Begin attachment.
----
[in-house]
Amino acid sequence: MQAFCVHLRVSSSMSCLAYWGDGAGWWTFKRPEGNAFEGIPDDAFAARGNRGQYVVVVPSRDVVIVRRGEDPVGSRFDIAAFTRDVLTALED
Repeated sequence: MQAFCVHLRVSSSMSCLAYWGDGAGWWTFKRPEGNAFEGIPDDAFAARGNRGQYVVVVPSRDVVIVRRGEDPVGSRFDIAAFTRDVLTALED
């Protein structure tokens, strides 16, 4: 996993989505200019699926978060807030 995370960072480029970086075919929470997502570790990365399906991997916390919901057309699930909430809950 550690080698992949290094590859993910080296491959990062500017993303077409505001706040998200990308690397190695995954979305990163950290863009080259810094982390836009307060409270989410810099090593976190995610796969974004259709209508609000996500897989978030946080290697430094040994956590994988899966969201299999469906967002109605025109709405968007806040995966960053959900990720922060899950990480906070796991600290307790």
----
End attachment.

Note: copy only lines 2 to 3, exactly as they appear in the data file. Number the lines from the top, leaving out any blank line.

Amino acid sequence: MQAFCVHLRVSSSMSCLAYWGDGAGWWTFKRPEGNAFEGIPDDAFAARGNRGQYVVVVPSRDVVIVRRGEDPVGSRFDIAAFTRDVLTALED
Repeated sequence: MQAFCVHLRVSSSMSCLAYWGDGAGWWTFKRPEGNAFEGIPDDAFAARGNRGQYVVVVPSRDVVIVRRGEDPVGSRFDIAAFTRDVLTALED